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Amazon Q4 2022 Revenues Rises to $149.2 Billion, Up 9 Percent YoY

Amazon Q4 2022 Revenues Rises to $149.2 Billion, Up 9 Percent YoY

The News: Amazon recently announced its fourth quarter and full year earnings results that ended on December 31, 2022. During the fourth quarter, the company grew its revenues to $149.2 billion versus $137.4 billion in the prior year quarter, an increase of 9 percent. For the full year, Amazon’s revenues increased 9 percent or $514 billion in 2022 versus $469.8 billion. See the full earnings release from Amazon here.

Amazon Q4 2022 Revenues Rises to $149.2 Billion, Up 9 Percent YoY

Analyst Take: Amazon released its Q4 2022 earnings for the period ending on December 31, 2022. The company’s revenues were $149.2 billion versus $137.4 billion in the fourth quarter of 2021 beating analyst estimates.

Daniel Newman and his co-host of The Six Five Webcast, Patrick Moorhead of Moor Insights and Strategy, discussed Amazon earnings in their latest episode. Check it out here and be sure to subscribe to The Six Five Webcast so you never miss an episode.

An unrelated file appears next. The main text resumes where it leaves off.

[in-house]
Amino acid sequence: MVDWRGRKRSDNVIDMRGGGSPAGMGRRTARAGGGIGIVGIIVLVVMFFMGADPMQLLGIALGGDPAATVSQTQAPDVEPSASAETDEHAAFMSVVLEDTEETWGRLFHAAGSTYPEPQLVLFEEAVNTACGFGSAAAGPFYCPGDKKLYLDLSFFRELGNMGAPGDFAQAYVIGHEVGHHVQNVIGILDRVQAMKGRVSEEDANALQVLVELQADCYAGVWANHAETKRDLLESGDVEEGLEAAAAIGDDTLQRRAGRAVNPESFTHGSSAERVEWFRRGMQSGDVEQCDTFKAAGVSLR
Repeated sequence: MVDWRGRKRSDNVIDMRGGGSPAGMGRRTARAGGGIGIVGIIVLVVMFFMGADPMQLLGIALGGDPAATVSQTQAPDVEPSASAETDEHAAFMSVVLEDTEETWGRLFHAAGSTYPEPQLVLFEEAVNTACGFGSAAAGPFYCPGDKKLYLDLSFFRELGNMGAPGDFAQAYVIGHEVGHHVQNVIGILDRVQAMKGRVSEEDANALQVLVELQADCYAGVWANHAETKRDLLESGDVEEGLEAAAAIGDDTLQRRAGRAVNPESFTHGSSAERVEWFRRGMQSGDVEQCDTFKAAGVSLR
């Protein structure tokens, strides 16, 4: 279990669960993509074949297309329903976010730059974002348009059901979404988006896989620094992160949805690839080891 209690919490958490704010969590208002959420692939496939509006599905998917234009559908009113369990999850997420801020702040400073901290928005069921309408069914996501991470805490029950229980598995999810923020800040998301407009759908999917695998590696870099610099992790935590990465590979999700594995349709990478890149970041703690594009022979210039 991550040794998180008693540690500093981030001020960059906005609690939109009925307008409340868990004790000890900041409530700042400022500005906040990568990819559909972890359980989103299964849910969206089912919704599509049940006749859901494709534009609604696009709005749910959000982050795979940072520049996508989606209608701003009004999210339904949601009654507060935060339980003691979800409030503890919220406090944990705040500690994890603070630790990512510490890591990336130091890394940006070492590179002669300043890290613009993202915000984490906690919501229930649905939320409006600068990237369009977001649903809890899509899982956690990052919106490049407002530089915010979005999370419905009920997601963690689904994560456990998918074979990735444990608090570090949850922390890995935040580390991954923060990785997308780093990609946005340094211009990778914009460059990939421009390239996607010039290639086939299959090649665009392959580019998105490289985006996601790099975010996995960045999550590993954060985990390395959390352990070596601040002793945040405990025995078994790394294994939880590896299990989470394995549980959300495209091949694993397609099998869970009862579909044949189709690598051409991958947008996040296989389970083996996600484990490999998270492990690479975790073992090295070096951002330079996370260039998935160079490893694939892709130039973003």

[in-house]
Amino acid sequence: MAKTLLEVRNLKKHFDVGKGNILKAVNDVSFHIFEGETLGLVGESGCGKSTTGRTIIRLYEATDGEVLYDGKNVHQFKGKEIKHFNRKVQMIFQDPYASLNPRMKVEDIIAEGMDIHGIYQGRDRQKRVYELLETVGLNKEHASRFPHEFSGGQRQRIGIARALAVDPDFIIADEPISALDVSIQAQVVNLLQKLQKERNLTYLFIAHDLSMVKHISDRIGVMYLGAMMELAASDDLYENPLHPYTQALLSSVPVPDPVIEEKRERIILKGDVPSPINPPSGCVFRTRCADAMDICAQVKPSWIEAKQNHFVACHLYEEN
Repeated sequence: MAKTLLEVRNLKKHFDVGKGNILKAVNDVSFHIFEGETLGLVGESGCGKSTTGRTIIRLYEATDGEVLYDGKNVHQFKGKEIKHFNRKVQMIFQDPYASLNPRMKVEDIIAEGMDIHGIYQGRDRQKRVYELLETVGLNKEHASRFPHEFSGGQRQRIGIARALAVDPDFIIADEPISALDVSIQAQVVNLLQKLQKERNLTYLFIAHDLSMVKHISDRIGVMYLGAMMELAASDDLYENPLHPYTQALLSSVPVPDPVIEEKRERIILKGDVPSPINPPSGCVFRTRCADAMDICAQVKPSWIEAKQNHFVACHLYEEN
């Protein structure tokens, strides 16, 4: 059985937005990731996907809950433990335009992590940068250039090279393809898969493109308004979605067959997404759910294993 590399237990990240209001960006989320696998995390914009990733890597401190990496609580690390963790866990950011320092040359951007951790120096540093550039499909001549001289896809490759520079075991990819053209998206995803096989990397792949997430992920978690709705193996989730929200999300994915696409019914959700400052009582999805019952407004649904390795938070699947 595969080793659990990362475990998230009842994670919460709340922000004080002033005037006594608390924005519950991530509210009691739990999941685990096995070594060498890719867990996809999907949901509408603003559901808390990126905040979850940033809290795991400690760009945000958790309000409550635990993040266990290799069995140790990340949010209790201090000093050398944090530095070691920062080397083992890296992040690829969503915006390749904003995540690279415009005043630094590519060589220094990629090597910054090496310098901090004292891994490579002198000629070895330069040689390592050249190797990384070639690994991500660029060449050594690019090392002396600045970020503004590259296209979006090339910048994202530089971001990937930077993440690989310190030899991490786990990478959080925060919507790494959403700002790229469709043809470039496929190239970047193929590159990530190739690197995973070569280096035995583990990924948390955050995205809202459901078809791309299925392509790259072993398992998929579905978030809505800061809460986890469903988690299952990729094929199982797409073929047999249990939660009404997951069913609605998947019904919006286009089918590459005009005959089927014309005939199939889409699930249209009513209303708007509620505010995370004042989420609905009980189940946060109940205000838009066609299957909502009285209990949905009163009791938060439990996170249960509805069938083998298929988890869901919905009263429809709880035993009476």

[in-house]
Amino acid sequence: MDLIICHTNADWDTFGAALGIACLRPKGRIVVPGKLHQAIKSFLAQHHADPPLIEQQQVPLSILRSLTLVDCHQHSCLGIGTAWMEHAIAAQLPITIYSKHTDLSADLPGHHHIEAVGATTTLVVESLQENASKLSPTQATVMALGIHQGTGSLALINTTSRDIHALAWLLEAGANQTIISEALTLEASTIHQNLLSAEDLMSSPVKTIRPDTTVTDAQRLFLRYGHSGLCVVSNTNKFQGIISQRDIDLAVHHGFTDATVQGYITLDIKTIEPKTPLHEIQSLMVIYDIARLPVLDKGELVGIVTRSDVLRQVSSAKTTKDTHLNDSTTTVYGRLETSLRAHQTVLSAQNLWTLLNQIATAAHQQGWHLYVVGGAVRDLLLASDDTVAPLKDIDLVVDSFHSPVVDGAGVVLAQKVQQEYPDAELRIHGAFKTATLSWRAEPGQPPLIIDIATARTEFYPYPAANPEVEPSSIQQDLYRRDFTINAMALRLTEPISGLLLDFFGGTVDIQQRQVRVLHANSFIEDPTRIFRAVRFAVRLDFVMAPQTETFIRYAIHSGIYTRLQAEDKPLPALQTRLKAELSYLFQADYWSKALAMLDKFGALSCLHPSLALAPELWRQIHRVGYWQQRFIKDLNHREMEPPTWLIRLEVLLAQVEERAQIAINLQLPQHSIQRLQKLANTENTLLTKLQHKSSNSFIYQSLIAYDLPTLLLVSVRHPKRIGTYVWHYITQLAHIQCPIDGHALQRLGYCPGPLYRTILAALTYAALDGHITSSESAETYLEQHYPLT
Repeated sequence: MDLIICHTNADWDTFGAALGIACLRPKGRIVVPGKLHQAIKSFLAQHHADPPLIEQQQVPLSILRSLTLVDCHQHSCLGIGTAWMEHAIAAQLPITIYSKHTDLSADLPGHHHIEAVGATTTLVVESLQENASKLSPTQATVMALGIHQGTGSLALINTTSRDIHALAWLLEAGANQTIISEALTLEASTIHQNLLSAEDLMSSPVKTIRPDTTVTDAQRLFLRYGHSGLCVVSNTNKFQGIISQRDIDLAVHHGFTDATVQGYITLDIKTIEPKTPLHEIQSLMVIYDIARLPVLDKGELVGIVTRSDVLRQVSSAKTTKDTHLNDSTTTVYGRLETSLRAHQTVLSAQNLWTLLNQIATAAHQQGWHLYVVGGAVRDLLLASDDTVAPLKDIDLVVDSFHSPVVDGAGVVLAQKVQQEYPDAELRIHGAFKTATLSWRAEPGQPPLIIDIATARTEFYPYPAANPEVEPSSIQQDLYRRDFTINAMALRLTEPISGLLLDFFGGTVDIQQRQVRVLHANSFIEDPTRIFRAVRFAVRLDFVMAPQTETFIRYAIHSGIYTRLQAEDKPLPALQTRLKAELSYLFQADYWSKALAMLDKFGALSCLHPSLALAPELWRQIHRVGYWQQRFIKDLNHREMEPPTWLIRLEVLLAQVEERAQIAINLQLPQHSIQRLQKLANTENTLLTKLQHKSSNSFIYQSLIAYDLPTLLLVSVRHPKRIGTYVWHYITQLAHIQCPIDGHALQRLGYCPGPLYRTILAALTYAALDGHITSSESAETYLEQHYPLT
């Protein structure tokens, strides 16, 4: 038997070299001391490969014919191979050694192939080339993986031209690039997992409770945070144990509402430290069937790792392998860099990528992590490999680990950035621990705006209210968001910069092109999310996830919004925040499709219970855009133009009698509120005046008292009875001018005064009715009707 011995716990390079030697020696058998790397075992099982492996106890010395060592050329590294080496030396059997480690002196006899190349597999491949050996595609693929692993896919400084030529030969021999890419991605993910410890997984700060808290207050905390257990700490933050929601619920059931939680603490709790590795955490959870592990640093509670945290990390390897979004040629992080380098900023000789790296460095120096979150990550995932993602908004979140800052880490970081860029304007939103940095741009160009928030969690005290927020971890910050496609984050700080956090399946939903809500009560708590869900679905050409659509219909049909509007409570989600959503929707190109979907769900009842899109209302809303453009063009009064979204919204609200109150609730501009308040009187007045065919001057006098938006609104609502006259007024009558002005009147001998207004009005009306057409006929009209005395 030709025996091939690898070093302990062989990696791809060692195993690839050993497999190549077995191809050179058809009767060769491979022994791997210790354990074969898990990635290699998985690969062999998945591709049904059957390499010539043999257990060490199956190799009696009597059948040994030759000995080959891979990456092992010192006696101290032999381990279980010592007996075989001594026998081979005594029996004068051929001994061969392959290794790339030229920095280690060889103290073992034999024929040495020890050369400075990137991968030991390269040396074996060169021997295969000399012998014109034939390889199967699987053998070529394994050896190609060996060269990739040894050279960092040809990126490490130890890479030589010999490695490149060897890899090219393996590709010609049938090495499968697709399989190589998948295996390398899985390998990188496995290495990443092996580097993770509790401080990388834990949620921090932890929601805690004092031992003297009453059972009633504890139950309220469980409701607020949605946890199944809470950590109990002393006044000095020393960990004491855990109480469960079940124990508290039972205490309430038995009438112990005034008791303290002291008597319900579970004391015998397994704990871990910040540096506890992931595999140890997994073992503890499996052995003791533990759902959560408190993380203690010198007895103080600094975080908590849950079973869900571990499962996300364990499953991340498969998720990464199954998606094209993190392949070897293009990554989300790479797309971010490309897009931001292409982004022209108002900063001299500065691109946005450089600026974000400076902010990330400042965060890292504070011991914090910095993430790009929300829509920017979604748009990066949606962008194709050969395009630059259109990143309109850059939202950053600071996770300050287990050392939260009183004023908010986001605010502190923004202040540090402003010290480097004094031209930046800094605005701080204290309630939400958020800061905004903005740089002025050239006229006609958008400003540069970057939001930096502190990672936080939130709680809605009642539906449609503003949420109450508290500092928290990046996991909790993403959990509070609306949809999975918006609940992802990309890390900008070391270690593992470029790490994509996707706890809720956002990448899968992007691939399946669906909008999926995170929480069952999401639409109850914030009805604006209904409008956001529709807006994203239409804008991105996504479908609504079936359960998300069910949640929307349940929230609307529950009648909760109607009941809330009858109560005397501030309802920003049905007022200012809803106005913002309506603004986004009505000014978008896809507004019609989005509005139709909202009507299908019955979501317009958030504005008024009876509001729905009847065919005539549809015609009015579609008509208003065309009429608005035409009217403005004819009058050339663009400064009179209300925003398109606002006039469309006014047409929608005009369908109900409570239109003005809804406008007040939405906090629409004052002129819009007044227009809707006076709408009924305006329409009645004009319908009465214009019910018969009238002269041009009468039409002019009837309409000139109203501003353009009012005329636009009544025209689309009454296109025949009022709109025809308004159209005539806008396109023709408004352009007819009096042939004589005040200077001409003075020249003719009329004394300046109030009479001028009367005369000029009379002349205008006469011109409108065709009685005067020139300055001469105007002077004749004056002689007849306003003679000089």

Amazon Web Services

All eyes have been fixated on the growth of Amazon Web Services (AWS), which, like other markets (e.g., PCs, servers, etc.) tend to be excellent beacons for the current demand environment in the commercial and consumer markets. Although Amazon Web Services division grew from $17.8 billion in Q4 2021 to $21.4 billion in Q4 2022 or 20 percent growth, the company missed analyst estimates. In addition, for the quarter, operating income was $5.2 billion or 24.3 percent of sales versus $5.3 billion or 29.8 percent of sales in the prior year period, representing a 5.5 percent decline.

That said, although AWS revenues disappointed analyst estimates, the company still managed to grow at a time when organizations are rapidly pruning fixed and variable costs as they respond to the ever-changing macroeconomic headwinds continuing to impact overall IT spending. In fact, leading analyst companies that forecast worldwide IT spending have continued to revise their overall IT spending forecasts in a downward trajectory, which implies there are still many unknowns at this time.

From an end-market perspective, AWS noted that it saw more weakness in financial services (e.g., mortgages, crypto, etc.) and advertising areas, which makes sense since they are tied to markets that have experienced weakness over the last several months.